So we raise the question, is the Level 10 worth its asking price?  For most consumers, of course not. Although we think the design looks fantastic and would be a show-stopper wherever it goes, the case is not perfect. Besides the obvious price hurdle, we have a couple of minor quibbles that turn us off. Specifically, the Level 10's massive size and weight make it an immovable object. This is one enclosure you won't haul around to LAN parties obviously. In addition, this high end case doesn't provide a means to install custom water cooling within the panels or anywhere else on the case. Water cooling compatibility is a common feature found in most extreme enthusiast PC cases, and it's noticeably absent here.

That said, the Level 10 continues Thermaltake's long line of cutting edge enclosures that push the boundaries of how we think a computer case should look and perform. It was not long ago that they released Xpressar featuring a refrigeration cooling system, the popular Armor Series with 10 PCI slots, and the SwordM with built in water cooling and hydraulic panels. These models are still available for purchase, but none have made the same impression within the enthusiast community as the Level 10 has. We have closely monitored the buzz surrounding this case and noticed that it has grown steadily since the CeBIT 2009 show. And like most hardware enthusiasts, we wondered when it would finally arrive. Finally getting our hands on the retail version in person and having the opportunity to build a system within it, we think it lives up to the hype. Unfortunately, most of us either can't afford or remain unwilling to spend this much money for a PC case, no matter how attractive it looks. But for the select few that have disposable income and crave the exclusivity this product provides, we feel the Level 10 is a solid choice with an undeniable coolness factor that is sure to please the true computing enthusiast among us.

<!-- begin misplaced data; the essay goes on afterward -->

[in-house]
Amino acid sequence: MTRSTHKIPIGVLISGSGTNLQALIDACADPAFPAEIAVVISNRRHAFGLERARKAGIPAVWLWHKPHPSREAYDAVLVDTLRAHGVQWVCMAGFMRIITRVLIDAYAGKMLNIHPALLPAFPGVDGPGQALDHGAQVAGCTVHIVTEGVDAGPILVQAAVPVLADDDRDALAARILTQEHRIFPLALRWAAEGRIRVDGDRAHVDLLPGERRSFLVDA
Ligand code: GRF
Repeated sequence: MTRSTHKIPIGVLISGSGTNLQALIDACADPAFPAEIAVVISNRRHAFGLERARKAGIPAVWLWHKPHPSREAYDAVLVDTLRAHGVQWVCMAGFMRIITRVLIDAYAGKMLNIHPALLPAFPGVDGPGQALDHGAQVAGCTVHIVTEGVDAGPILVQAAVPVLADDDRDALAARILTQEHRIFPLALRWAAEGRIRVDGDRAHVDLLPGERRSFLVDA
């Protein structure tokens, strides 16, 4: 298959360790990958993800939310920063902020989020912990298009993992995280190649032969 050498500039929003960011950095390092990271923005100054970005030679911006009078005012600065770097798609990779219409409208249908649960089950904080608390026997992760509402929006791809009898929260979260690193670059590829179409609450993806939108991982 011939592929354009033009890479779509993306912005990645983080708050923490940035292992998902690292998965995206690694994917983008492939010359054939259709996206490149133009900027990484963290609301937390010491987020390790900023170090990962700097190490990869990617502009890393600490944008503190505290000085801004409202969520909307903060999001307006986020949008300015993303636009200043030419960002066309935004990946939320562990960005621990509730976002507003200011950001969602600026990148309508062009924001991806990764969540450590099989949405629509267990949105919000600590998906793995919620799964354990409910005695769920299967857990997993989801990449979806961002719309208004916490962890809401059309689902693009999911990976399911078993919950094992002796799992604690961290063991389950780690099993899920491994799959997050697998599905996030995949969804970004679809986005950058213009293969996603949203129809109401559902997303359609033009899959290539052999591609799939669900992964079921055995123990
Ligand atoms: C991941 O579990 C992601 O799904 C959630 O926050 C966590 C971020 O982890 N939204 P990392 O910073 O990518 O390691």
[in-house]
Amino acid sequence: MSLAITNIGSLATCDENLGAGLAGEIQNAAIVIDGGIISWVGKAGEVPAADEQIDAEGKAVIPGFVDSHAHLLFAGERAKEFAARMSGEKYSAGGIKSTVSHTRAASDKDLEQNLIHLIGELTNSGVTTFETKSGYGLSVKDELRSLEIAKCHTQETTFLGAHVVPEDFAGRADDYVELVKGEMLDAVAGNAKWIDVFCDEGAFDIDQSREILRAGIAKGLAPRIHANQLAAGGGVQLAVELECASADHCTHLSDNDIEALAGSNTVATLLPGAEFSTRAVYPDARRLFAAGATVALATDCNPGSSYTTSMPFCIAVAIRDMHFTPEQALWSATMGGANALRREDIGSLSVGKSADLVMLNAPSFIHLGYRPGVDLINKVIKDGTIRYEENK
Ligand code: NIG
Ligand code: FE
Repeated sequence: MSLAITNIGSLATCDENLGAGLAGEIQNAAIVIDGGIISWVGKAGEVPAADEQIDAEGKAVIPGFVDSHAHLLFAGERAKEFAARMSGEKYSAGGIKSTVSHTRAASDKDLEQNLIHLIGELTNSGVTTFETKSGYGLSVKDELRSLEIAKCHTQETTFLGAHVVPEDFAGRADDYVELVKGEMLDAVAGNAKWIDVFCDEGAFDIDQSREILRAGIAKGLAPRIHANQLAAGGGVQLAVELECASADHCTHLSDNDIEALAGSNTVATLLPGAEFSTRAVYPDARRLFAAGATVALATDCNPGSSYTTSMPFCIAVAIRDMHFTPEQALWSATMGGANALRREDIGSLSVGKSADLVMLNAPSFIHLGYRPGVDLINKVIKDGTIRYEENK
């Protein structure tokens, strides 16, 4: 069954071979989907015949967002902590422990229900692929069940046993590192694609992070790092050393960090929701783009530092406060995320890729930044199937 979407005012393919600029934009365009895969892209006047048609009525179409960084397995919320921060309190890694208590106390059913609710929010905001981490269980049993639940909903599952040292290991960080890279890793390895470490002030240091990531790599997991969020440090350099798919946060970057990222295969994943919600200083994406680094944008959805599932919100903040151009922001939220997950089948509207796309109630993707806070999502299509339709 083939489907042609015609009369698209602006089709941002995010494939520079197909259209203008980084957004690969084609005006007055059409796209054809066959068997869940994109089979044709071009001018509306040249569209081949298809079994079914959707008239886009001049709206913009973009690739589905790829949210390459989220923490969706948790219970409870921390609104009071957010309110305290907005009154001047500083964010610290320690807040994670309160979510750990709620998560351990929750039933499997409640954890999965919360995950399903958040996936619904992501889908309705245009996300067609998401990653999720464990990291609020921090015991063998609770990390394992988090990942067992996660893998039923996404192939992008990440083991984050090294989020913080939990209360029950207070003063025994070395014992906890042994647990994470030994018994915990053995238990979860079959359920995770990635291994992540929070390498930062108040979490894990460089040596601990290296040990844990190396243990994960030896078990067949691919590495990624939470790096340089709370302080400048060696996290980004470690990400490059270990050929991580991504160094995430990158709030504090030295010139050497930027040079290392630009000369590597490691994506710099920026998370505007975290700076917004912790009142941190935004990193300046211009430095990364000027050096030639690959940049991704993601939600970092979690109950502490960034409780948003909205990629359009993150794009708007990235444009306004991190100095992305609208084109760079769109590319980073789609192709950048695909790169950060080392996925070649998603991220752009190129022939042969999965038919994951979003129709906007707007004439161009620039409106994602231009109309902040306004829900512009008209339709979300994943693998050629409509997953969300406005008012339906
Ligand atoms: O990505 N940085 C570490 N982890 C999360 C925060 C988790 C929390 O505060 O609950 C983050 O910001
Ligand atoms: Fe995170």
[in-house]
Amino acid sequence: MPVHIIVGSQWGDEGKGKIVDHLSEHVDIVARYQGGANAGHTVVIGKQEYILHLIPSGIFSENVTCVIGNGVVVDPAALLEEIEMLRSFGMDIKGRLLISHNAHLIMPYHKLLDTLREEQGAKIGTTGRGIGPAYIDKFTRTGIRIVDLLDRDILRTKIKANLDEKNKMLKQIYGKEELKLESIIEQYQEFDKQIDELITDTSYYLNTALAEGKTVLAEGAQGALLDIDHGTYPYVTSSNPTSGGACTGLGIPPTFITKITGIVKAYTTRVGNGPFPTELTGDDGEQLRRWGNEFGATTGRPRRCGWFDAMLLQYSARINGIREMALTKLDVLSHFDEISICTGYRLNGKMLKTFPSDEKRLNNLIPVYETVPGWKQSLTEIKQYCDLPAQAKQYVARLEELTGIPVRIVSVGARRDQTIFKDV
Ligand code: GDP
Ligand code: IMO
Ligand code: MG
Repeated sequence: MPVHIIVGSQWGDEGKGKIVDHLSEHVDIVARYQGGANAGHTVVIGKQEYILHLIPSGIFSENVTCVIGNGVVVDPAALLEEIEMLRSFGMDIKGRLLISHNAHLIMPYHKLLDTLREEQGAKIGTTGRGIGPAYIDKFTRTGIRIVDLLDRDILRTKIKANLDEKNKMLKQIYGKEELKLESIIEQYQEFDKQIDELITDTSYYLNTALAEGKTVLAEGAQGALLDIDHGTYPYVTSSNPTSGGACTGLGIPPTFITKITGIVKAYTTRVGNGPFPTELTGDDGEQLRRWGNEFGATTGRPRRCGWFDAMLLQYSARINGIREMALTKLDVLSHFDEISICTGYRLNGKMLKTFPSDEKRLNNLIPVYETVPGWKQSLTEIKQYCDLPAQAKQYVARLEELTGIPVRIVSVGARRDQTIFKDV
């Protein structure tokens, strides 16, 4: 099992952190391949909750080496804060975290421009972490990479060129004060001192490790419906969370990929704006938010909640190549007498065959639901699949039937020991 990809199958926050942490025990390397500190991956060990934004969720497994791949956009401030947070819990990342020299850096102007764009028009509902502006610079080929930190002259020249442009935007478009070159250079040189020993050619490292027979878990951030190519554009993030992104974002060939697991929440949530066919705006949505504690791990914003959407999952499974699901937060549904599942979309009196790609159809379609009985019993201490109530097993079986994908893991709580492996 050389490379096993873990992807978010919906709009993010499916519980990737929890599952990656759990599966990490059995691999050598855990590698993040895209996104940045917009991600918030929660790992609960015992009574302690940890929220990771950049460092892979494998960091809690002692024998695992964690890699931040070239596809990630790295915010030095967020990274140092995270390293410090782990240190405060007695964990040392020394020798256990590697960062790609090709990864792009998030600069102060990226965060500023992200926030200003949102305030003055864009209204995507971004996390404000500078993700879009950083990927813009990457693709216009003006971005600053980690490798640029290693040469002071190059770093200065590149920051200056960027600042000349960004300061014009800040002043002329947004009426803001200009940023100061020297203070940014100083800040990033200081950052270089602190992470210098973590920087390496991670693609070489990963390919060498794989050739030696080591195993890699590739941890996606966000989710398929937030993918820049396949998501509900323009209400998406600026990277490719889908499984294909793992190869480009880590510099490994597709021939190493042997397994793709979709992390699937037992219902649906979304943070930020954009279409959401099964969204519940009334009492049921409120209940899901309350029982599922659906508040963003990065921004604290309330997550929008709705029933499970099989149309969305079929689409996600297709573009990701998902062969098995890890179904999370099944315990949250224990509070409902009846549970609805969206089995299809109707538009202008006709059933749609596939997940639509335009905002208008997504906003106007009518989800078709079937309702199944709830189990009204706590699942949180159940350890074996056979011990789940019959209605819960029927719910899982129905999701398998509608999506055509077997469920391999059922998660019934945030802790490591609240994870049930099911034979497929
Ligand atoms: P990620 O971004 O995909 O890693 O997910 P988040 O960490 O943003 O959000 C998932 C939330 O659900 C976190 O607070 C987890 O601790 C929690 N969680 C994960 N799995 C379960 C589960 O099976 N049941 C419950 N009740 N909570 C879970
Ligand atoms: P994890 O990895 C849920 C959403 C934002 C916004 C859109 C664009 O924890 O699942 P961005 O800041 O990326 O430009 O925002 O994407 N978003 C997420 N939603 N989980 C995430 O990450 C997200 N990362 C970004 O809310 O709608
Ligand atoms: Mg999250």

• Very unique
  • Beautifully designed
  • Heat isolating areas
  • Great cable management

  • Painfully expensive
  • Extremely heavy
  • Not water-cooling enabled